Last we checked in with my kitchen renovation, we were wrestling IKEA cabinets and installing them with (ahem) sex bolts. (See all the posts about my kitchen renovation so far here.) Now I'd like to take a step back and talk about a process that should be sexy but is actually fraught with confusion, uncertainty, and a lack of resources: Buying kitchen appliances.
Read on to see how we navigated the overwhelming process of buying appliances, and to see what we picked out. I'll talk about how buying a range top can actually save you money, as well as our one amazing Craigslist find!
A note! Thank you to all of you who emailed asking WHERE THE HECK ARE THE REST OF YOUR RENOVATION POSTS?? I'm so sorry it's taking me so long to get to the big reveal. My camera had an accident and is in the shop. I hope to get it back, and to finish off my photos and the rest of this series, in the next couple of weeks. Thanks for your patience; I totally appreciate your interest!
Appliance Shopping: It's Like Poking Around in the Dark
Last summer, at the beginning of our renovation, I found myself in a pickle. On the one hand, I had an exciting situation: I needed an entire set of new appliances. We had sold the old dishwasher and gas range to the folks who bought the house's old kitchen cabinets. So we were starting from scratch, and that was a little thrilling.
But let's be honest: I had no idea where to start. Buying appliances is challenging, overwhelming, and expensive.
I often said during the appliance buying process it's ironic that people will read copious reviews and do so much market research on small electronics and other household items like mixers, radios, and speakers, agonizing over the final decision. And yet some of those same people will spend thousands of dollars on a high-end range after they've done little more than twiddle the knobs in the showroom. There are no good websites to read reviews and compare/contrast different appliances, and you usually can't try out an appliance for a month before deciding whether you want to keep it, more's the pity.
So how do you invest in a new appliance? How do you really know whether an appliance is right for you? You go on word of mouth, reputation, and price, which explains why many appliance manufacturers put so much into marketing. And then you take the leap and hope it all works out. Can a stove or a dishwasher ever be anything more than a really expensive yet somewhat arbitrary purchase?
Those were some of the things running through my mind over and over as we began our appliance hunt, searching for not just one new appliance, but five.
Delivering the appliances — an exciting day.
I like to think of myself as a frugal person who makes judiciously expensive purchases when warranted and justified. I knew that kitchen appliances wouldn't be cheap, unless we scavenged on Craigslist and bought used, probably unmatching, appliances. This seemed a penny-wise and pound-foolish approach, since used appliances usually don't come with warranties; and when going to all the trouble and expense of building a new kitchen, it seems only right to kit it out with well-working (and beautiful) appliances that would, I hoped, last for many years.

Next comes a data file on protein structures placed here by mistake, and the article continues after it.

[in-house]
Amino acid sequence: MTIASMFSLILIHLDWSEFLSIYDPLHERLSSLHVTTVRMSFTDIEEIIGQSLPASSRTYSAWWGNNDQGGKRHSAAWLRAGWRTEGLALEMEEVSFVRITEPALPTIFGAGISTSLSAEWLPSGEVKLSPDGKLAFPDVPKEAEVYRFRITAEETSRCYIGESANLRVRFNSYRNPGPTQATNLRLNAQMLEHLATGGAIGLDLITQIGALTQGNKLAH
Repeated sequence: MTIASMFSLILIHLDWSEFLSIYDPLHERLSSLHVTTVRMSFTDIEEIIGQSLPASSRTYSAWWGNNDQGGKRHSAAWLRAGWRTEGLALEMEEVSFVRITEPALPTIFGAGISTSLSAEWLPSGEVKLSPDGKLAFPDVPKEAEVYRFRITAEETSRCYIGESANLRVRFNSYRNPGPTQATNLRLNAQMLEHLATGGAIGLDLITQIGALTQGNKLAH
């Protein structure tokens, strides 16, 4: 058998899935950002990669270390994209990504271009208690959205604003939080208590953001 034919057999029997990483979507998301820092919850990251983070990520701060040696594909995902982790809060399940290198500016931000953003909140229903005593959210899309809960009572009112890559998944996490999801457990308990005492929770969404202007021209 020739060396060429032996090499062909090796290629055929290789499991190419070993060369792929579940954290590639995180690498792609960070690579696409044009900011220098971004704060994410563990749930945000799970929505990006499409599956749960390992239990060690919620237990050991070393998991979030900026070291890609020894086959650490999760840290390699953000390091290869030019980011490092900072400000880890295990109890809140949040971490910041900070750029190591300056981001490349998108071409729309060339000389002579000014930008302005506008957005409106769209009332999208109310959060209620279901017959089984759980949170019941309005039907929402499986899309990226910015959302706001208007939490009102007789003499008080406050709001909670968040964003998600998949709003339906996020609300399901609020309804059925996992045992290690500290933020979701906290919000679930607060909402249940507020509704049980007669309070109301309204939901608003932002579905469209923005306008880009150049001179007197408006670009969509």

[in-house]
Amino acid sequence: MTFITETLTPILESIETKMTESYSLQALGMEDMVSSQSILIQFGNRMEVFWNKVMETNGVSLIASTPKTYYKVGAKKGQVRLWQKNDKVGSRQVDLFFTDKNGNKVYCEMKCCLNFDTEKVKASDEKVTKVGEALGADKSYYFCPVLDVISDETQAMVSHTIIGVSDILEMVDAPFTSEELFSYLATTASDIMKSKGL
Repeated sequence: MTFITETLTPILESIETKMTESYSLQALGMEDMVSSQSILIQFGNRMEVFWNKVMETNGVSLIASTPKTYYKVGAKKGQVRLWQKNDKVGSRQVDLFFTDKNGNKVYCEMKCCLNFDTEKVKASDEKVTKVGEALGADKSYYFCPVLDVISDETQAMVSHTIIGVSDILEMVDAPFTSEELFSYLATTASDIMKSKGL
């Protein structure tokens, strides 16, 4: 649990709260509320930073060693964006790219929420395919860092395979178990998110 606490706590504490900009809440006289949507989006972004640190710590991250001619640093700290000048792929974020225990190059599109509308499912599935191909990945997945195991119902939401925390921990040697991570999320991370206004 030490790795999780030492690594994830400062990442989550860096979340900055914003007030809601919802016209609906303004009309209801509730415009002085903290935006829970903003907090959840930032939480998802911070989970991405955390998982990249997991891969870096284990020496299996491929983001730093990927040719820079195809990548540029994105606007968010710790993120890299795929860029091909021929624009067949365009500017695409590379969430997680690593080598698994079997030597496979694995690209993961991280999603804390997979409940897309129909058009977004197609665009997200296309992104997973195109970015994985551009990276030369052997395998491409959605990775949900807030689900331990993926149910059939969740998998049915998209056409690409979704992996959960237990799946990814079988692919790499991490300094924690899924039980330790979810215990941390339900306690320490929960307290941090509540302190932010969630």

Our approach to the budget was to research what appliances generally cost, and to see if we could pinpoint good options at the lower end of the scale. Adding it all up, we felt it was realistic to spend about $6000 total on our refrigerator, oven, stovetop, dishwasher, and hood. This sounds like a lot of money, and it was! But after talking to other friends going through similar renovations, I felt reassured that it was a reasonable investment for quality appliances.
Today I'll walk through each appliance and our decision process, and explain what we ended up with, and how.
Later this summer I will revisit and review each of these appliances to share how they are working out, after six months of use.
Ah the stove, the heart and hearth. I have met many cooks who daydream over stoves. Their fantasies range from the old-fashioned AGA, to the professional quality Wolf, to the sleek induction cooktop. But I didn't moon over stoves, especially macho beefed-up ranges. I wanted my stove to have capacity and power (boiling a pot of water in under 5 minutes is delightful!). But I am not a restaurant chef, and I don't turn out 120 covers a night. I didn't want a stovetop that looked like it belonged in a restaurant kitchen.
So while I didn't have an ideal in mind when I began shopping, I did know that I wouldn't be spending the $3000 to $5000 for a professional-style Wolf, Viking, or BlueStar — for reasons of both aesthetics and price.
I knew that I wanted gas (which is just what I'm most comfortable with), and I quickly decided that I wanted a range top, which fit my primary criteria: That my stove be easy to clean. A range top slides in, with countertop on either side, instead of getting dropped into a countertop cut-out. The range tops I liked had the knobs on the front of the stove, instead of on the surface — safely far away from splatters and spills. After the laborious cleaning of the knobs on my old drop-in stovetop in my rental, I was ready for something different.
And then, it happened. Somehow, somewhere, I saw a photo of an Italian Bertazzoni range top. After that, it was all over. My heart was taken. I fell for its clean design and how it looked like it belonged in a home kitchen, not a restaurant. I loved the knobs that point one way and make it easy to see just where the heat is at. And, most importantly, the price for a range top was the lowest I could find.
The Stove Details